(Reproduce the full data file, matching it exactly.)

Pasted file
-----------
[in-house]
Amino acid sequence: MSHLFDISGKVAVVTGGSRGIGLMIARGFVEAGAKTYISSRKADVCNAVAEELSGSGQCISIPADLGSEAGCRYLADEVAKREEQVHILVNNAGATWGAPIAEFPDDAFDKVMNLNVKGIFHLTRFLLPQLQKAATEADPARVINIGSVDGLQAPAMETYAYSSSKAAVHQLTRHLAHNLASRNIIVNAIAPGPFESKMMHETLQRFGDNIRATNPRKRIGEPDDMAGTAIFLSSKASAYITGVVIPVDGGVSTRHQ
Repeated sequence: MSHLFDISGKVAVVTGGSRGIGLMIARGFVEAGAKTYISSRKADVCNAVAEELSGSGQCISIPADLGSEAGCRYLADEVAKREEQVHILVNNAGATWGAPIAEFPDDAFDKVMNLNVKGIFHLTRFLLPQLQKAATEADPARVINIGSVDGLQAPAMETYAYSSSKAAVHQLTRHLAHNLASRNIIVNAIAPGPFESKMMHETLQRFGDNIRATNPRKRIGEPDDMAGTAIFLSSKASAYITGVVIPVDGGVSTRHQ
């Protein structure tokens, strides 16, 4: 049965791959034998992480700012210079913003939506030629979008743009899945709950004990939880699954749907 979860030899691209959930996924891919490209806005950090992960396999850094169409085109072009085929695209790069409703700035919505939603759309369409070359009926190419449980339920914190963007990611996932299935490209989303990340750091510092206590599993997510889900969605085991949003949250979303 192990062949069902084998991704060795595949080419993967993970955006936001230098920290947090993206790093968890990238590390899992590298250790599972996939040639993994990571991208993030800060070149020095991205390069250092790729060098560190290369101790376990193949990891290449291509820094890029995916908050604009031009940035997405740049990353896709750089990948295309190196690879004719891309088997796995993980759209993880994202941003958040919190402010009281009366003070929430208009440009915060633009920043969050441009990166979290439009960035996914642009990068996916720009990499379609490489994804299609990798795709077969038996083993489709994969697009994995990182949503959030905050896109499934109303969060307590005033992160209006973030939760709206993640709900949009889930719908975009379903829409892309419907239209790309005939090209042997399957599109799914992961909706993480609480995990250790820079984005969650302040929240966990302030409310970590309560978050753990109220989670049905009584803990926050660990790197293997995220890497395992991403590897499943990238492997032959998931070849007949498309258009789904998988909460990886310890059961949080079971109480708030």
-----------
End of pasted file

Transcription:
[in-house]
Amino acid sequence: MSHLFDISGKVAVVTGGSRGIGLMIARGFVEAGAKTYISSRKADVCNAVAEELSGSGQCISIPADLGSEAGCRYLADEVAKREEQVHILVNNAGATWGAPIAEFPDDAFDKVMNLNVKGIFHLTRFLLPQLQKAATEADPARVINIGSVDGLQAPAMETYAYSSSKAAVHQLTRHLAHNLASRNIIVNAIAPGPFESKMMHETLQRFGDNIRATNPRKRIGEPDDMAGTAIFLSSKASAYITGVVIPVDGGVSTRHQ
Repeated sequence: MSHLFDISGKVAVVTGGSRGIGLMIARGFVEAGAKTYISSRKADVCNAVAEELSGSGQCISIPADLGSEAGCRYLADEVAKREEQVHILVNNAGATWGAPIAEFPDDAFDKVMNLNVKGIFHLTRFLLPQLQKAATEADPARVINIGSVDGLQAPAMETYAYSSSKAAVHQLTRHLAHNLASRNIIVNAIAPGPFESKMMHETLQRFGDNIRATNPRKRIGEPDDMAGTAIFLSSKASAYITGVVIPVDGGVSTRHQ
């Protein structure tokens, strides 16, 4: 049965791959034998992480700012210079913003939506030629979008743009899945709950004990939880699954749907 979860030899691209959930996924891919490209806005950090992960396999850094169409085109072009085929695209790069409703700035919505939603759309369409070359009926190419449980339920914190963007990611996932299935490209989303990340750091510092206590599993997510889900969605085991949003949250979303 192990062949069902084998991704060795595949080419993967993970955006936001230098920290947090993206790093968890990238590390899992590298250790599972996939040639993994990571991208993030800060070149020095991205390069250092790729060098560190290369101790376990193949990891290449291509820094890029995916908050604009031009940035997405740049990353896709750089990948295309190196690879004719891309088997796995993980759209993880994202941003958040919190402010009281009366003070929430208009440009915060633009920043969050441009990166979290439009960035996914642009990068996916720009990499379609490489994804299609990798795709077969038996083993489709994969697009994995990182949503959030905050896109499934109303969060307590005033992160209006973030939760709206993640709900949009889930719908975009379903829409892309419907239209790309005939090209042997399957599109799914992961909706993480609480995990250790820079984005969650302040929240966990302030409310970590309560978050753990109220989670049905009584803990926050660990790197293997995220890497395992991403590897499943990238492997032959998931070849007949498309258009789904998988909460990886310890059961949080079971109480708030």